Thursday, March 31, 2016

Refugee camps in Serbia

I spent the first half this week at two refugee camps on the Serbian-Croatian border in Šid. Roughly 300 refugee families from Syria and Iraq have been living in these camps for a few weeks and will continue to do so indefinitely. Each day for the past week between ten and thirty people have fled, presumably putting their lives into the hands of smugglers. NGOs, too, are dwindling. Since the EU-Turkey deal lots of funding has either been cut or concentrated in efforts in Greece and Turkey so the NGO I worked with, for instance, will pull out on Sunday. The Serbian commissariat will keep running the camps without the NGOs so the refugees will have some support but far fewer individuals and significantly less sympathy. The commissariat employees, while kind to the volunteers, didn't seem to try to understand the refugees' circumstances and sometimes made fun of the children's behavior. The volunteers spend the days caring for and playing with the children, distributing food, and sorting through unused donated clothes to send to Greece.

Many of the children are only four or five years old, meaning they grew up in war since their births coincided with the start of the Syrian Civil War. While I'm not an expert in child psychology, this was evident in how some of them acted out; many of them fought physically and verbally with one another, stole or hoarded everything they could get their hands on, and sometimes seemed to be completely out of it, as if they were lost and didn't know what to think. Some of their behavior was frankly shocking, and the malicious deeds done to one another made me pause. But as Auden wrote, "Those to whom evil is done do evil in return." These children have grown all too familiar with malice and they respond in kind. I was reading recently about life-course epidemiology which basically shows how our state of health and risk of disease is an accumulation of everything we've encountered in life -- our genes, obviously, but also our social class, our exposure to trauma, our parents' exposure to trauma, our schooling, our jobs, our income, etc. This intuitive reasoning when applied to the refugees saddens me as it shows how many hurtles these children still have in front of them to overcome the baggage of their hardships. If only there were psycho-social workers who could begin to help the children work through what they've endured.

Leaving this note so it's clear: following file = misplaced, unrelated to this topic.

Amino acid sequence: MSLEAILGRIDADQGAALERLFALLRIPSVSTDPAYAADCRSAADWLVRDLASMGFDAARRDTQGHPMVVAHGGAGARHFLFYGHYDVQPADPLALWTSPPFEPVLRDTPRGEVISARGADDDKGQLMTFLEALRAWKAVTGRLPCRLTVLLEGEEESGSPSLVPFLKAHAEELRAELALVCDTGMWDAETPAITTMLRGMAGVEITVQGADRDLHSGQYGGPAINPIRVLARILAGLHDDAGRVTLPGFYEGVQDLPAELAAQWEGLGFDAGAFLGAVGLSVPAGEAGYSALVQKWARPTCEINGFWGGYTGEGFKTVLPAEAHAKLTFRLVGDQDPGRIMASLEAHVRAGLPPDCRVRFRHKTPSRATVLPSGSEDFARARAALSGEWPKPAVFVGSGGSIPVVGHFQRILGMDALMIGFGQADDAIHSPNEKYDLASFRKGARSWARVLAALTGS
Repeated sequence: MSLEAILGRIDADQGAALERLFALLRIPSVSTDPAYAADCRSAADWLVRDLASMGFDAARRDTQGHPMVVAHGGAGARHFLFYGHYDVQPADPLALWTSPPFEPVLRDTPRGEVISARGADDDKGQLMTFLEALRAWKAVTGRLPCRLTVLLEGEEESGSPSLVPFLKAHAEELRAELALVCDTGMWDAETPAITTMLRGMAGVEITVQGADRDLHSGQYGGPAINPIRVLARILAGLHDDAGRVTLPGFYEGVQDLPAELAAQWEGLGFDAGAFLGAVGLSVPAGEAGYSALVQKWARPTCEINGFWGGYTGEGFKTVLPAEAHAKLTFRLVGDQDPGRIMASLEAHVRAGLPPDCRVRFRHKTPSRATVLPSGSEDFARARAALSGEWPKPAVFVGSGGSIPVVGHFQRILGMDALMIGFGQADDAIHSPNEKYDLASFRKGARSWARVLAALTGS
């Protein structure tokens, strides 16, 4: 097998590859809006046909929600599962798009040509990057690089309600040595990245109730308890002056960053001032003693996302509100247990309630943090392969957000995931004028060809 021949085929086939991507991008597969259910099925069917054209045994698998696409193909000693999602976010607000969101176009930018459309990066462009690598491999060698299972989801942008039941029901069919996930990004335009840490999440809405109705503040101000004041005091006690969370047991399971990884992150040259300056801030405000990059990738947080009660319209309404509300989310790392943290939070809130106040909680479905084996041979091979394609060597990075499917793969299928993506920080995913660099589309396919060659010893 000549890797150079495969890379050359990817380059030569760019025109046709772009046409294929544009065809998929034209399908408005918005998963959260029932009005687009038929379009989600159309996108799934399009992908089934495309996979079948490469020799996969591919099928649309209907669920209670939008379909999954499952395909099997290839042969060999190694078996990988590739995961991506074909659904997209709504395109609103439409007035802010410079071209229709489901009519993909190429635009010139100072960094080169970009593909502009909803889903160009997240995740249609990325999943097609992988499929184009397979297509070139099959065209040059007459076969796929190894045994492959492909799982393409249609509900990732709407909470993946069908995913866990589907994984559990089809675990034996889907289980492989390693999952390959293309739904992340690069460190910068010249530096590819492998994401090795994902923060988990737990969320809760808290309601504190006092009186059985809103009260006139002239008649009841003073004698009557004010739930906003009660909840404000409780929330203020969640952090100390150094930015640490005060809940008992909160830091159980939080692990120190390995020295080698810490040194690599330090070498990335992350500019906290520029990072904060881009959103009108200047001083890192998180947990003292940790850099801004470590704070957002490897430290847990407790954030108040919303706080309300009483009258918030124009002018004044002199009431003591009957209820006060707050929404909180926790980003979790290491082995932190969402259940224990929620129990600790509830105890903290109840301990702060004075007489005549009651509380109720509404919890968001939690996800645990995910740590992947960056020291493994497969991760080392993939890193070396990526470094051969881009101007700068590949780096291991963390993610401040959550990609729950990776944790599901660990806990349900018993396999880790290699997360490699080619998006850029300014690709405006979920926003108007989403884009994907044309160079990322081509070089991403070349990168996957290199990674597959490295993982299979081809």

This situation seems to be settling down now that the borders are closed and these refugees, though not where they wish to be, are beginning to grasp some sense of constancy and normalcy. But we are so far from solving the question of how to handle this and other refugee crises. When people talk and write about migration it sounds like they think of it as these blips in time which corresponds to the short-term solutions we're providing. In actuality, people have always migrated and this occurrence will only intensify in the coming years as climate change and inevitable human barbarity leave more and more of the world uninhabitable.

When you connect to wifi at camps:


A motel in ex-Yugoslavia turned housing for refugees:





Inside the motel/camp. Not an especially inspiring environment but it's clean, warm, and equipped with electricity and running water so it satisfies fundamental needs.



Tents where the men live. Most of the fathers left several weeks or even months earlier and have already made it to Germany or wherever they intended to go. Those fathers who are in Šid, however, are not allowed to sleep in the motel with their families so they live in these tents provided by UNHCR.





Front of the motel:





Second camp in Šid -- opened just a few weeks ago. Like the motel, this camp was built set up on grounds that remained basically untouched for three decades, since the collapse of Yugoslavia in 1989. The main structure of this camp was once a children's hospital. The grounds have a few rundown pieces of playground equipment (a swing made of cloth, rusty seesaws) and volunteers wove a volleyball net. Again, it leaves something to be desired, but it's much better than overcrowded camps elsewhere in the Balkans.





Miksaliste -- Operating since last fall, this is the central aid stop in Belgrade. Though it's not a camp, refugees come here daily for breakfast, lunch, coffee/tea, and clothes/shoes and they hang out from 10am-4pm. There's also a children's center with games, crafts, and toys.






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